Me and my friend, fellow WNY photographer Clark Dever, have both been named as nominees in the Best Photographer category in Artvoice Magazine’s annual Best of Buffalo readers poll. Along with three other local photographers we will find out who wins along with the nominees of several other categories in this important local event this monday at the Best of Buffalo Bash, an annual free event featuring live entertainment and food from several of the local restaurants that have been nominated this year. Stop out to support Clark and I, as well as several other local artists, vendors, and personalities whose hard work and efforts keep Buffalo the vibrant and artistic city it is.
(Thanks Sean Hus Var for the iPhone pic)
2010 Best of Buffalo Bash
Monday, April 26, 6-9pm
I recently had the chance to work with model Kerry Quaile for a new regular column I am both creating imagery for and writing in Auxiliary Magazine. The new regular contribution, called Aesthetic, is a breakdown of the hybridization of various counter culture styles with the aesthetics and mindfulness of well styled fashion and beauty editorials. It is an attempt to break these subculture style trappings out of their own stereotypes in order to create something new and impressive. Its been a pleasure to be working on this new column as Auxiliary has given me a great deal of creative control to work with my stylists and various fashion figures in trying to predict these new hybrid styles based on trends in both the alternative and mainstream fashion industries. This installment of Aesthetic, featuring Kerry Quaile and Lauren Mentkowski is featured in the April issue of Auxiliary, and the first installment Metropolis Androgyne, ran in the February issue.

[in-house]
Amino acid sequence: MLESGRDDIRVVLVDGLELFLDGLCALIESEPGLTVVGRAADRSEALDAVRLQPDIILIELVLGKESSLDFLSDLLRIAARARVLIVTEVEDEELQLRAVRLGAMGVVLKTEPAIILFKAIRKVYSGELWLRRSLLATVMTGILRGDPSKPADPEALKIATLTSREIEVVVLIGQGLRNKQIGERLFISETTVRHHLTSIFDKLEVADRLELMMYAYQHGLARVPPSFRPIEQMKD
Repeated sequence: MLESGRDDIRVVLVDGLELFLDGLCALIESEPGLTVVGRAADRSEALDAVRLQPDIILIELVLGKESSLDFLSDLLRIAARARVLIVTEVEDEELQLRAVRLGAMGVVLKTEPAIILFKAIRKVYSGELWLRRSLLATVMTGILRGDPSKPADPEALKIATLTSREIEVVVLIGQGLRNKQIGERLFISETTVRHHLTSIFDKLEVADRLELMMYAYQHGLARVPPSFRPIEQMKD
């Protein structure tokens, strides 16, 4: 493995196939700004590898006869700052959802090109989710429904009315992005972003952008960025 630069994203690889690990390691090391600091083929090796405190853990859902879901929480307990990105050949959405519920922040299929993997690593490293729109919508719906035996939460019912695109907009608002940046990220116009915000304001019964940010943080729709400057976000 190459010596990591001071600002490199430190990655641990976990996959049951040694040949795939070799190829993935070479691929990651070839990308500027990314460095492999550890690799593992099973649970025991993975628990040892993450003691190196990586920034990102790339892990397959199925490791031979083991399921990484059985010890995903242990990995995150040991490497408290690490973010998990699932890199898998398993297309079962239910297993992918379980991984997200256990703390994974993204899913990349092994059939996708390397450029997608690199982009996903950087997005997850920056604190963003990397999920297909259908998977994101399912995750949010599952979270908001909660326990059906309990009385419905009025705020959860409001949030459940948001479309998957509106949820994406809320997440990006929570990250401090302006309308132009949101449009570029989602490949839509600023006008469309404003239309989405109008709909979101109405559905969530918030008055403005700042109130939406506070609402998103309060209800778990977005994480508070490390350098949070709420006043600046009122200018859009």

Now that I have finally recovered from the respiratory infection and throat injury that have kept me out of commission the past few days, I wanted to share the final version of the small promotional video I shot and edited together for Supreme General. Getting used to working with motion has been quite the learning experience, I know theres some kinks to work out but Im excited to keep moving forward with it.